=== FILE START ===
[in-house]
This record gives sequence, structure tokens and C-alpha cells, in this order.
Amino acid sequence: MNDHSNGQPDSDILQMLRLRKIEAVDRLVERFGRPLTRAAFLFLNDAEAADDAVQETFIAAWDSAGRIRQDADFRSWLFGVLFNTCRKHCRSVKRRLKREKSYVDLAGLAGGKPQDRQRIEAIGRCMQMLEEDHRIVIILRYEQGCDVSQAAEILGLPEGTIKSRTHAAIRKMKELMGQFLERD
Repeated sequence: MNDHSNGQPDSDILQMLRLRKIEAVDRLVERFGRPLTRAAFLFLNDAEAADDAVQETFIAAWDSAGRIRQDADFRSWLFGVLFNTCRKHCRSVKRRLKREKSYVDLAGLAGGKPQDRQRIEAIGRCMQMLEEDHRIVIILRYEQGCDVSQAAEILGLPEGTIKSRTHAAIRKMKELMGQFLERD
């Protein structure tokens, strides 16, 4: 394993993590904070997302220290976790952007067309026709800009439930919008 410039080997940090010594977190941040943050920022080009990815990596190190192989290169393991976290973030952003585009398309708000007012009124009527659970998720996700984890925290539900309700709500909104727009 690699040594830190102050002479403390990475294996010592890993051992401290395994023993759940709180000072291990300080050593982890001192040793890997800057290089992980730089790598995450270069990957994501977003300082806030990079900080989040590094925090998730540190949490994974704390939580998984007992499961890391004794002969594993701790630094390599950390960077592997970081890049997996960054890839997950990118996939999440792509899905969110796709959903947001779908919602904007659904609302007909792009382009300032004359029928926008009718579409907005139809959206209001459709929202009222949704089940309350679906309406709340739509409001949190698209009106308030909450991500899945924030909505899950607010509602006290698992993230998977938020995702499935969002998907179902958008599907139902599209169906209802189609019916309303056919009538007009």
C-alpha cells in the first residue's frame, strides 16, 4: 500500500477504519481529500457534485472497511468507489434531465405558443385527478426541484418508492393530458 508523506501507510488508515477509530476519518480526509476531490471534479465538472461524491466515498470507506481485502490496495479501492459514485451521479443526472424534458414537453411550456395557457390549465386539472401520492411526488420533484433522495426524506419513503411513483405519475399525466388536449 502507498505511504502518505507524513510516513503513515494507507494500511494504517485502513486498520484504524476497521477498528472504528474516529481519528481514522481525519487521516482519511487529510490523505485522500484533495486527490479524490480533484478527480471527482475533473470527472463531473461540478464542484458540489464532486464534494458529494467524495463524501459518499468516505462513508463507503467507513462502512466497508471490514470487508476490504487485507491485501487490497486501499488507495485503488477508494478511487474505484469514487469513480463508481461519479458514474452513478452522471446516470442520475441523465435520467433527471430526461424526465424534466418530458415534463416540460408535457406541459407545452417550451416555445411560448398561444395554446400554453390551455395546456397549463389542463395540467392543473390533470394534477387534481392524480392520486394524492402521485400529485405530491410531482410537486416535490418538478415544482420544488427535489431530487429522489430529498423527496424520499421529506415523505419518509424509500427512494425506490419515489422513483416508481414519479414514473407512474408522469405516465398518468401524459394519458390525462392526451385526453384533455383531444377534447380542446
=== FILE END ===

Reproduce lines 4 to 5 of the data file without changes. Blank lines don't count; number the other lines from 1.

Repeated sequence: MNDHSNGQPDSDILQMLRLRKIEAVDRLVERFGRPLTRAAFLFLNDAEAADDAVQETFIAAWDSAGRIRQDADFRSWLFGVLFNTCRKHCRSVKRRLKREKSYVDLAGLAGGKPQDRQRIEAIGRCMQMLEEDHRIVIILRYEQGCDVSQAAEILGLPEGTIKSRTHAAIRKMKELMGQFLERD
């Protein structure tokens, strides 16, 4: 394993993590904070997302220290976790952007067309026709800009439930919008 410039080997940090010594977190941040943050920022080009990815990596190190192989290169393991976290973030952003585009398309708000007012009124009527659970998720996700984890925290539900309700709500909104727009 690699040594830190102050002479403390990475294996010592890993051992401290395994023993759940709180000072291990300080050593982890001192040793890997800057290089992980730089790598995450270069990957994501977003300082806030990079900080989040590094925090998730540190949490994974704390939580998984007992499961890391004794002969594993701790630094390599950390960077592997970081890049997996960054890839997950990118996939999440792509899905969110796709959903947001779908919602904007659904609302007909792009382009300032004359029928926008009718579409907005139809959206209001459709929202009222949704089940309350679906309406709340739509409001949190698209009106308030909450991500899945924030909505899950607010509602006290698992993230998977938020995702499935969002998907179902958008599907139902599209169906209802189609019916309303056919009538007009």